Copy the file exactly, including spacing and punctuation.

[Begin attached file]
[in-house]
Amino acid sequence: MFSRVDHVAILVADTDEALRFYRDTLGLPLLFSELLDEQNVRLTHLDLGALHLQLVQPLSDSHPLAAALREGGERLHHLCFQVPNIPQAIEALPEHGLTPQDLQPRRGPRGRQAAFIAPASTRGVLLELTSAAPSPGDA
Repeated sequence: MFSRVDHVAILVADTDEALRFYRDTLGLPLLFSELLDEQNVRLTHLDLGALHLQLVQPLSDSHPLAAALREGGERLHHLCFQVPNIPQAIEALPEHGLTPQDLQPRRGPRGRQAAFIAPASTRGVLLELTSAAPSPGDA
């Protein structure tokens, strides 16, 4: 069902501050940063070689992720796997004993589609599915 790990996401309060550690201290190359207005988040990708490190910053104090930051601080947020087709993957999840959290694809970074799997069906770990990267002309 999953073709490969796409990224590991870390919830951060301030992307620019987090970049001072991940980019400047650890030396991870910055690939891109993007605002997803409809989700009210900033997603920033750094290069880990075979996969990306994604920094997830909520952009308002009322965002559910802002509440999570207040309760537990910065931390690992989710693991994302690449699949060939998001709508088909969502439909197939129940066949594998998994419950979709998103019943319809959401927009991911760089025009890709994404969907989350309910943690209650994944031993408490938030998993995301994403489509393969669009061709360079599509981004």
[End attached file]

[in-house]
Amino acid sequence: MFSRVDHVAILVADTDEALRFYRDTLGLPLLFSELLDEQNVRLTHLDLGALHLQLVQPLSDSHPLAAALREGGERLHHLCFQVPNIPQAIEALPEHGLTPQDLQPRRGPRGRQAAFIAPASTRGVLLELTSAAPSPGDA
Repeated sequence: MFSRVDHVAILVADTDEALRFYRDTLGLPLLFSELLDEQNVRLTHLDLGALHLQLVQPLSDSHPLAAALREGGERLHHLCFQVPNIPQAIEALPEHGLTPQDLQPRRGPRGRQAAFIAPASTRGVLLELTSAAPSPGDA
């Protein structure tokens, strides 16, 4: 069902501050940063070689992720796997004993589609599915 790990996401309060550690201290190359207005988040990708490190910053104090930051601080947020087709993957999840959290694809970074799997069906770990990267002309 999953073709490969796409990224590991870390919830951060301030992307620019987090970049001072991940980019400047650890030396991870910055690939891109993007605002997803409809989700009210900033997603920033750094290069880990075979996969990306994604920094997830909520952009308002009322965002559910802002509440999570207040309760537990910065931390690992989710693991994302690449699949060939998001709508088909969502439909197939129940066949594998998994419950979709998103019943319809959401927009991911760089025009890709994404969907989350309910943690209650994944031993408490938030998993995301994403489509393969669009061709360079599509981004």